When you publish a blog, you pay attention to your subscribers. And it’s a given — just like Nikki Minaj wearing something that shows her ass — that we’re going to lose those readers on occasion.
Sometimes, it’s because they don’t like the language you use (not that I would know anything about that).
Others, it’s that they subscribed based on a certain post and didn’t know what they were in for on a macro scale. (Wouldn’t know anything about that, either.)
And then there are those times where it’s nothing that you did — has nothing to do with who you are or what you write. You come to find that a member of your community has passed away. This is what happened at RedheadWriting last night.
I returned home from (gasp) a date and did what my workaholic self generally does: I logged into email and social to prep for the coming day. Waiting for me in my Twitter stream was this:
And my heart just sank. Tears welled-up. Just days before — March 30 — Paul had stopped by the Facebook page for The Power of Unpopular and uploaded a picture of him holding my book. Two great pictures, in fact — just look at that smile. It was hard for be to believe I’d never see a comment from him on my Facebook page or the blog again. See, Paul’s been here for the long haul like many of you. Whether it was a note in my inbox responding to a post, a comment on Facebook, or a brief comment on a blog post, Paul’s kind of a mainstay in the RedheadWriting world. His tweets on Twitter were less frequent, but when you take a look at the scenery in that picture above, there’s no wonder at all that his username was @stmaarten.
So today, I’m reminded of a few things — as one who writes, we’re seen by many as people who focus more on sending than receiving. Here’s what’s been running around my red head since 8pm last night:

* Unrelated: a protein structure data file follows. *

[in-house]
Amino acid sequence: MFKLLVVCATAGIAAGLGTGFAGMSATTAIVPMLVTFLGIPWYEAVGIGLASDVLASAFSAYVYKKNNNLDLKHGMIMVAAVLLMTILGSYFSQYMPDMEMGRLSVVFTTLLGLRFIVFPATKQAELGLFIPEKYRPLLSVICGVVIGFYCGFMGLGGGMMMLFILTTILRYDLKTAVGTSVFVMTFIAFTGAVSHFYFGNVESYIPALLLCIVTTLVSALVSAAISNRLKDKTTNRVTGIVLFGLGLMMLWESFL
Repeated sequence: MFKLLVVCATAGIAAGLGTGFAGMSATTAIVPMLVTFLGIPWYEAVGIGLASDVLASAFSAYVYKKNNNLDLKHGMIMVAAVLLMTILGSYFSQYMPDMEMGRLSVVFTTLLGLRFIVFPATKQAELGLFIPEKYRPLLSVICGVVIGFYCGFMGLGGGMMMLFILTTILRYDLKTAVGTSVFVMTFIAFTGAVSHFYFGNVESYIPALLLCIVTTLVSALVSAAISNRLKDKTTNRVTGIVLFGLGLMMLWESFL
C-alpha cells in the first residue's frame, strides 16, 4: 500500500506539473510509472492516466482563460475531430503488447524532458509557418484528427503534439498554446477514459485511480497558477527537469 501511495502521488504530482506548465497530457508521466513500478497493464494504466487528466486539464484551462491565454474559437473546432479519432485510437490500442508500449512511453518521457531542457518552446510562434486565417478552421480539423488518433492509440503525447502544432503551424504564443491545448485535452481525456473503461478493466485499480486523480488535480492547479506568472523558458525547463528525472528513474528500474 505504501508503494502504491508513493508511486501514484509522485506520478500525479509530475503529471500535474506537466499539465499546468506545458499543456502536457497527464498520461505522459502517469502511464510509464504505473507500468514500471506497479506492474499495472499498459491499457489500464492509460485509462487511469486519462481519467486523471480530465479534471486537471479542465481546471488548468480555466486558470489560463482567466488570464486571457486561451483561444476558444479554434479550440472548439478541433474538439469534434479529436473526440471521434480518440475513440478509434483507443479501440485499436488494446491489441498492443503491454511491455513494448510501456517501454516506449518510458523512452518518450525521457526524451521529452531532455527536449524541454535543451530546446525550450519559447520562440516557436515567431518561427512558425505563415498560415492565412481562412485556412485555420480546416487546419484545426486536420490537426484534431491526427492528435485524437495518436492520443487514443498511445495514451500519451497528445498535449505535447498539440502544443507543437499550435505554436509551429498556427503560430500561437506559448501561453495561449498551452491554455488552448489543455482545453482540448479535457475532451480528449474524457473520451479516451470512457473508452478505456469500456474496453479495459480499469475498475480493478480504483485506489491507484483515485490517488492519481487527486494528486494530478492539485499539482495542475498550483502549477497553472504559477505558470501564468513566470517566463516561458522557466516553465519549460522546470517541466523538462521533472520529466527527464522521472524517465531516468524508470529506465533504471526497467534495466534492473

- Rethinking your readers: Subscribers come and go, but never forget that they’re the solitary reason you get the chance to write. None of us write with dreams of posthumous fame. We write for now. If no one is there to read, you’re doing something wrong. Maybe it’s not granting your audience the respect and honor it deserves. And maybe I just wrote a book about this very thing.
- The indisputable fact that social media is the motherfucking bomb: Back in 2005, I started a little private project called Redheaded Fury. I think 7 people read it. Today, I earn a living as a writer and strategist who applies everything I’ve learned so that other brands can find their own flavor of success…and with the right audience. If it weren’t for Twitter, Facebook, and my blog, I’d have none of this. Paul found me on Twitter. He followed a link over to my blog, and there he’s been for the past 3 years.
- It’s never about you: Death has a pretty rude way of making you grow up against your will. There was a day in October of 2010 where my friend Merredith stop me in the midst of a panicked tirade when Jason was in the hospital and said, “Honey, this isn’t about you.” To this day, it’s the most treasured piece of advice I’ve ever received. I might blog, write books, and have a magazine column and all that fancy-schmancy, but it’s never about me. If I don’t find a way to include my audience in every thought and experience I share, it’s all worth dick. So yeah — losing Paul from the RedheadWriting community reminds me that it’s never about me. I write for you. And meeting you, hearing from you, and even on occasion, arguing with you are the best part of what I get to do for a living. If I don’t make you feel, you won’t come back. So it’s always and forever about you, not me.
- The R word: Referrals. Someone in Paul’s life knew how much he loved my work. They knew enough that I would want to know he’d passed away. That means he talked about this redhead woman in Denver, Colorado who writes a no-holds-barred blog to people who were important to him. People find us because others think we’re worth their referral. And sure, a retweet or linkback from just the right psuedo-online personality or news source might make your blog blow up, but it’s our responsibility as writers to give people a reason to come back…and invite their friends when they return.
So today, we say farewell to Paul Corsi. A guy I never even got the opportunity to meet in-person, but one who made this place better. He’s a pretty fan-fucking-tastic example of why I say thank you so much to all of you. And yeah, I can’t explain why I’m crying while writing this post this morning. I’ll venture to say that it’s a culmination of all of my own bullshit mixed with the simple fact that I’m human. Paul was always human with us, too.
That’s why he’ll be missed.